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ON the evening of the 2nd I received a letter from Balbus telling me that there would be a meeting of the senate on the 5th, in order to appoint Brutus to the superintendence of the corn-supply in Asia, Cassius in Sicily. What an indignity! To begin with, to take any appointment from that party, and then, if they must take some office, such a subordinate one as that, which could be done by legati! And yet I don't feel sure that it isn't better than sitting idle on the banks of his Eurotas. 1 But these things will be governed by fortune. He says also that a decree is going to be passed at the same meeting for assigning provinces to them and other ex-praetors. This is certainly better than his "Persian Portico"—for I would not have you imagine that I mean a Sparta farther off than Lanuvium. 2 "Are you laughing," you ask, "in such grave matters?" What am I to do? I am tired of lamenting. Good heavens, what a fright the first page of your letter gave me! Why, how did that warlike outbreak in your house come about? But I rejoice that that storm-cloud at any rate has passed quickly away. I am very anxious to hear how you sped on that conciliatory mission—it was a melancholy as well as a difficult one. 3 For the knot cannot be untied: we are so completely hemmed in by every kind of force. For myself, the letter of Brutus, which you shew me that you have read, has caused me so much agitation that, though I was already at a loss which course to adopt, I am yet rendered still less ready to act from distress of mind. But I will write more fully when I have your news. For the present I have nothing to say, and the less so that I am doubtful of your getting even this letter. For it is uncertain whether the letter-carrier will find you. I am very anxious for a letter from you.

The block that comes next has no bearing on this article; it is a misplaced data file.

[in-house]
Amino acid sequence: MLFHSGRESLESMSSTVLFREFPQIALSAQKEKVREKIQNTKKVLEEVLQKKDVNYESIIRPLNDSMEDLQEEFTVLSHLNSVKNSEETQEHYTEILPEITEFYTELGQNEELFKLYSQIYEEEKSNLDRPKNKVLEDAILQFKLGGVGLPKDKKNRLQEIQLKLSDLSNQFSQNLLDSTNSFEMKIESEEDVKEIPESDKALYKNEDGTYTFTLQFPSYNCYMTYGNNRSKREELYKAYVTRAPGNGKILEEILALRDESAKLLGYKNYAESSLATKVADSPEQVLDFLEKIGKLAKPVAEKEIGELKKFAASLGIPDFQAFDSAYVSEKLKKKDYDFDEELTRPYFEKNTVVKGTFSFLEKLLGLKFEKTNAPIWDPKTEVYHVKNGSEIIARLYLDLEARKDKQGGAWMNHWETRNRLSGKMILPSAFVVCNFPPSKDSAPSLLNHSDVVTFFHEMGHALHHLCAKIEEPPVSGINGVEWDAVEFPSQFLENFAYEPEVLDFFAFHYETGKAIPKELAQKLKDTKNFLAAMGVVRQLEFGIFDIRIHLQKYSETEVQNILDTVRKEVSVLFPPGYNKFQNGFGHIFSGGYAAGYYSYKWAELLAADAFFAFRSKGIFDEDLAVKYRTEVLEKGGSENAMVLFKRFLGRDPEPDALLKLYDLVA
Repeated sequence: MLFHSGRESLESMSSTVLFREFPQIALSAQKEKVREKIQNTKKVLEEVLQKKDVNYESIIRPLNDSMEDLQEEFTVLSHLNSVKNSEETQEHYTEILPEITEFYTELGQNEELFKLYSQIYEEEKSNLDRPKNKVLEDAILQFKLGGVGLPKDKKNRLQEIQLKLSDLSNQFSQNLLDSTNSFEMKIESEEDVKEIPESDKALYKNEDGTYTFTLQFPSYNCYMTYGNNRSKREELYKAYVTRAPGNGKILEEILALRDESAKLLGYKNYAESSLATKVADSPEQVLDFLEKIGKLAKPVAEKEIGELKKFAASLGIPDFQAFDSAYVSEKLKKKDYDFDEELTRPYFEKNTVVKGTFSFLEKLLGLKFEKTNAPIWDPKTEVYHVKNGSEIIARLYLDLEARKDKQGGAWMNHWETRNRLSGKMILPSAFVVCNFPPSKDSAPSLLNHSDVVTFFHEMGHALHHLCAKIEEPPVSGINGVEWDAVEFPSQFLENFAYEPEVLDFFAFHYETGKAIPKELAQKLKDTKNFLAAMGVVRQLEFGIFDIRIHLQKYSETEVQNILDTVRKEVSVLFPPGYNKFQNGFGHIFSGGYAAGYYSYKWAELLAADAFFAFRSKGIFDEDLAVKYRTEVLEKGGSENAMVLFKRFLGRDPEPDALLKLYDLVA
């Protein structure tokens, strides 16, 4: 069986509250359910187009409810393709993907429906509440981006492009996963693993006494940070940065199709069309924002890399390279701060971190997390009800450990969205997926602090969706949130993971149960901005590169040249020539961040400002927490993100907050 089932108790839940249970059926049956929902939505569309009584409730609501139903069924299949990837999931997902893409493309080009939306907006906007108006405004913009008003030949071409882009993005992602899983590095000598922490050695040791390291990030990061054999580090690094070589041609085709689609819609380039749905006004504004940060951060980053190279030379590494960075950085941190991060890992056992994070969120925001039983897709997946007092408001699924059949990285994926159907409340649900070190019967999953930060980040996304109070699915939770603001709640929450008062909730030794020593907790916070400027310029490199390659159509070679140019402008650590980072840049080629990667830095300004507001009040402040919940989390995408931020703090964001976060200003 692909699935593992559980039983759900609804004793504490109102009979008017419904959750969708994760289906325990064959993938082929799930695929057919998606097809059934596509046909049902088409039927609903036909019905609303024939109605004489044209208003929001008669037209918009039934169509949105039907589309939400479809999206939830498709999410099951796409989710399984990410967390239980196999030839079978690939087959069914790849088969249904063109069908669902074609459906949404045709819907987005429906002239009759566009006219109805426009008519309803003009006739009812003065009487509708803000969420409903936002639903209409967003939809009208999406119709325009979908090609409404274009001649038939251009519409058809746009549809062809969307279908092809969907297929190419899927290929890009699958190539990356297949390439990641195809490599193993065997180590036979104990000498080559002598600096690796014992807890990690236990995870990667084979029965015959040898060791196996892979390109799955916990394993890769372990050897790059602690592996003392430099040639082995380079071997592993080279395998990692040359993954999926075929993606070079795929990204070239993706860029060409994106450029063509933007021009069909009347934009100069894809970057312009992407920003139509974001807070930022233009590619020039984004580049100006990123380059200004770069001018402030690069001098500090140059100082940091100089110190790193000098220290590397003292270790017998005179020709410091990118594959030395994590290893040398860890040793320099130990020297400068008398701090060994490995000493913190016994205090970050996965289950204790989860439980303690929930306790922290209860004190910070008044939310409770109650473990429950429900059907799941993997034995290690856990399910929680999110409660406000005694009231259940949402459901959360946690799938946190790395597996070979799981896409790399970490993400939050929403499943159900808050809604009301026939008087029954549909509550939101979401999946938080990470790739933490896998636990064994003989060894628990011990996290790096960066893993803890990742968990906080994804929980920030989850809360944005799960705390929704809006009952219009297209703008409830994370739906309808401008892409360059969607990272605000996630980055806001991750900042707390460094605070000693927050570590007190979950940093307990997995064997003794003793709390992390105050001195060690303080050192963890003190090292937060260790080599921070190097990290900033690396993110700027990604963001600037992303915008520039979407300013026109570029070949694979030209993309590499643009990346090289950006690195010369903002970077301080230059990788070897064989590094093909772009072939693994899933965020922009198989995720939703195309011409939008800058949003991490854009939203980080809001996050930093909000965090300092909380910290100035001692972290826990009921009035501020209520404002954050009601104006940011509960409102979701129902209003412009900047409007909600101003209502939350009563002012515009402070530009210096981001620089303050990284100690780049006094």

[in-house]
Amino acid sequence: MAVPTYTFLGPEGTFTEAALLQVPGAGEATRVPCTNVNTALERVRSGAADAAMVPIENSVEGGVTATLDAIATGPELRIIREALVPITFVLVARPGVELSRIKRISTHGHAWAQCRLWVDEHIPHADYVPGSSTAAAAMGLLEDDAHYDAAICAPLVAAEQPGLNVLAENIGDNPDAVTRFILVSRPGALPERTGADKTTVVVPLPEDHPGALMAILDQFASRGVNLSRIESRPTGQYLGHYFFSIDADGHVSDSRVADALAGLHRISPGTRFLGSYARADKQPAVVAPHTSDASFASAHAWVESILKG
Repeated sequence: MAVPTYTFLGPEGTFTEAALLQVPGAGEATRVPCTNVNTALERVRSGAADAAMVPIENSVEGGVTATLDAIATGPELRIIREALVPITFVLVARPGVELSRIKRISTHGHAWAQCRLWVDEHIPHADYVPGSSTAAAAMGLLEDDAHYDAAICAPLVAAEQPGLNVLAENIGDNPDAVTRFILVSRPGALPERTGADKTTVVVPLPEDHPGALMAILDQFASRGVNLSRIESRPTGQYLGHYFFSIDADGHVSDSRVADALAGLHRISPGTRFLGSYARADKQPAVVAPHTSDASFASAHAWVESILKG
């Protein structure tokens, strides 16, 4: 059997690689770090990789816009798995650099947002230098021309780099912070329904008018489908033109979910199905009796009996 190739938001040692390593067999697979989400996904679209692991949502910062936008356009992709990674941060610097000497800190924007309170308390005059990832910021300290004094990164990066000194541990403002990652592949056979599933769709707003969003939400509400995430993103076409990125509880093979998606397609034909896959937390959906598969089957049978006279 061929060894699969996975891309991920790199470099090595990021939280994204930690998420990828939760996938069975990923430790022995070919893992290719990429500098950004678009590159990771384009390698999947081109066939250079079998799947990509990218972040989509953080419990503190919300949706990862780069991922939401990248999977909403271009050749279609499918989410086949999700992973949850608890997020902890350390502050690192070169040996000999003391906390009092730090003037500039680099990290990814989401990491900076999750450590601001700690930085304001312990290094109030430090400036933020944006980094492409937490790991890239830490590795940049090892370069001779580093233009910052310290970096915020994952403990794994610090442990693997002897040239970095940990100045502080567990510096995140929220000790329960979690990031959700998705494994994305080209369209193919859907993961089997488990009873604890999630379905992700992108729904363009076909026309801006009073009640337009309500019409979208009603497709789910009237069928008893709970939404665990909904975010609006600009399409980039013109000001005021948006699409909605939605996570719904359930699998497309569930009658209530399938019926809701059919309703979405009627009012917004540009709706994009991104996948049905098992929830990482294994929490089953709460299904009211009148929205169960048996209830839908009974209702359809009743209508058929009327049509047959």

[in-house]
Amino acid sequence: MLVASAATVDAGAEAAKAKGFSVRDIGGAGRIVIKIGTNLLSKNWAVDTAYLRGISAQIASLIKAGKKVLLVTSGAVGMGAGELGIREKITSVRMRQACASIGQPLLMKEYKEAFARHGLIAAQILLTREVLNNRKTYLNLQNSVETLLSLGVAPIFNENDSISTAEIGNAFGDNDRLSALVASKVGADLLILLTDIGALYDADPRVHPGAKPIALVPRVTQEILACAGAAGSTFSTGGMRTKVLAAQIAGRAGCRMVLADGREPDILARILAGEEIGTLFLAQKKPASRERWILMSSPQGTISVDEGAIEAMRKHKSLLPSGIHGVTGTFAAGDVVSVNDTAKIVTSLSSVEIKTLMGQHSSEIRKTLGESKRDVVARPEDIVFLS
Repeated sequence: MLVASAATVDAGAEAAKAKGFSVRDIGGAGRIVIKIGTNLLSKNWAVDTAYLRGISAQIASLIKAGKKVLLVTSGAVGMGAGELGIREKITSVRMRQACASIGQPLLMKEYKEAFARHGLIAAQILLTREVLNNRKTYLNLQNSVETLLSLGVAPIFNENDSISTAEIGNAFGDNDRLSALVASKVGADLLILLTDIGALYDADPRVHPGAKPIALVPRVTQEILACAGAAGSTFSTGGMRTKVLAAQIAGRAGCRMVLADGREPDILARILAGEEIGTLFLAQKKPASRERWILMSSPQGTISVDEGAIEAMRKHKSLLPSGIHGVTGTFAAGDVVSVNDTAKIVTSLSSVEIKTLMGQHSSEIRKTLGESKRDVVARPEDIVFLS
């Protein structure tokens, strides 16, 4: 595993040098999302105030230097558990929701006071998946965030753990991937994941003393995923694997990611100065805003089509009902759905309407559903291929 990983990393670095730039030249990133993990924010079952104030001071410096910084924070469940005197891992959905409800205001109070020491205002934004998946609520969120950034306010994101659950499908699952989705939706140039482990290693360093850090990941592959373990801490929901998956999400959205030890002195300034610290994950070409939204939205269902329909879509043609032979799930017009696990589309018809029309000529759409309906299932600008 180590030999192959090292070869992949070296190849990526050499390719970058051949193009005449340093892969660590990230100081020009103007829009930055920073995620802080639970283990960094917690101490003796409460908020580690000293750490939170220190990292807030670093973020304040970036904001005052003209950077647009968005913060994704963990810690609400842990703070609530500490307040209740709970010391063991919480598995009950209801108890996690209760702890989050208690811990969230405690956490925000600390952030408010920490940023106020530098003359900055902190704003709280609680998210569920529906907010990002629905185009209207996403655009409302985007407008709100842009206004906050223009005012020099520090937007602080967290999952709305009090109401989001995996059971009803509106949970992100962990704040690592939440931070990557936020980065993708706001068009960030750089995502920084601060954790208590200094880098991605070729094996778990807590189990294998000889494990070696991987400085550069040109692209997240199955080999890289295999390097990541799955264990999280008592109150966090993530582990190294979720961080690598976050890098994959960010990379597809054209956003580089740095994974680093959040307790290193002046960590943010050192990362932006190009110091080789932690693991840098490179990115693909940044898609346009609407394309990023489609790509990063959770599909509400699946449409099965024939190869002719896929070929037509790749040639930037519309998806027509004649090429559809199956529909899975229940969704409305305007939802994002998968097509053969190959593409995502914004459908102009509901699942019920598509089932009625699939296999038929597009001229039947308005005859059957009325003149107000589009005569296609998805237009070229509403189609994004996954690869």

1 A stream in the property of Brutus at Lanuvium, to which he had given the name of the river of Sparta.

2 Reading nolo enim Lacedaemonem longinquiorem Lanuvio existimaris. But both text and meaning are very uncertain. The Περσικὴ porticus seems to refer to some covered walk in Brutus's property at Lanuvium, also named from the στοὰ Περσκιὴ at Sparta, for which see Pausanias, 2.11, 3. The latter was so named from being adorned by spoils taken at Plataea. The Roman Stoics affected an admiration of Sparta and Spartan ways.

3 Apparently Atticus was contemplating a visit to Brutus at Lanuvium with some proposals from Antony's party (see p. 56). The visit, however, did not come off, and Brutus and Cassius presently removed to Antium. What the casus armorum refers to we cannot tell. Some of Antony's ever-increasing bodyguards may have had some fracas at his house.

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